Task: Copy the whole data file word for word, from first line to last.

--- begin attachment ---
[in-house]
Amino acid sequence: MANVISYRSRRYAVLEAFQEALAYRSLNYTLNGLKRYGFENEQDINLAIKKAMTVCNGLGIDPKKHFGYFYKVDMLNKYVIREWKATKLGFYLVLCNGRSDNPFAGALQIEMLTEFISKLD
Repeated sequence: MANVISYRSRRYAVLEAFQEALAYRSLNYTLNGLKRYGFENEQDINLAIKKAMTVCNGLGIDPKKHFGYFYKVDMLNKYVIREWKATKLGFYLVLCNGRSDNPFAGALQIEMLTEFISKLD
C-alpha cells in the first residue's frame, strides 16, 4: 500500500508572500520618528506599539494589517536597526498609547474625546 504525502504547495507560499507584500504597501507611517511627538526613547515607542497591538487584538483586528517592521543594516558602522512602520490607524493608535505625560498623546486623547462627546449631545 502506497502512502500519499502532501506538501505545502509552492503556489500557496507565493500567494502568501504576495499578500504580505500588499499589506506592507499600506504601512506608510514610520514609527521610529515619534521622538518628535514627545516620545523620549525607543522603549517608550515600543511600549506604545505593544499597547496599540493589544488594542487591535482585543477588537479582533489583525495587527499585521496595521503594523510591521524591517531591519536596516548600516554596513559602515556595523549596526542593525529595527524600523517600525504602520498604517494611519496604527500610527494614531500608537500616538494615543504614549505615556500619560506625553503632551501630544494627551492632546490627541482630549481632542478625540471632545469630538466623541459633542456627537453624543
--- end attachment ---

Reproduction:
[in-house]
Amino acid sequence: MANVISYRSRRYAVLEAFQEALAYRSLNYTLNGLKRYGFENEQDINLAIKKAMTVCNGLGIDPKKHFGYFYKVDMLNKYVIREWKATKLGFYLVLCNGRSDNPFAGALQIEMLTEFISKLD
Repeated sequence: MANVISYRSRRYAVLEAFQEALAYRSLNYTLNGLKRYGFENEQDINLAIKKAMTVCNGLGIDPKKHFGYFYKVDMLNKYVIREWKATKLGFYLVLCNGRSDNPFAGALQIEMLTEFISKLD
C-alpha cells in the first residue's frame, strides 16, 4: 500500500508572500520618528506599539494589517536597526498609547474625546 504525502504547495507560499507584500504597501507611517511627538526613547515607542497591538487584538483586528517592521543594516558602522512602520490607524493608535505625560498623546486623547462627546449631545 502506497502512502500519499502532501506538501505545502509552492503556489500557496507565493500567494502568501504576495499578500504580505500588499499589506506592507499600506504601512506608510514610520514609527521610529515619534521622538518628535514627545516620545523620549525607543522603549517608550515600543511600549506604545505593544499597547496599540493589544488594542487591535482585543477588537479582533489583525495587527499585521496595521503594523510591521524591517531591519536596516548600516554596513559602515556595523549596526542593525529595527524600523517600525504602520498604517494611519496604527500610527494614531500608537500616538494615543504614549505615556500619560506625553503632551501630544494627551492632546490627541482630549481632542478625540471632545469630538466623541459633542456627537453624543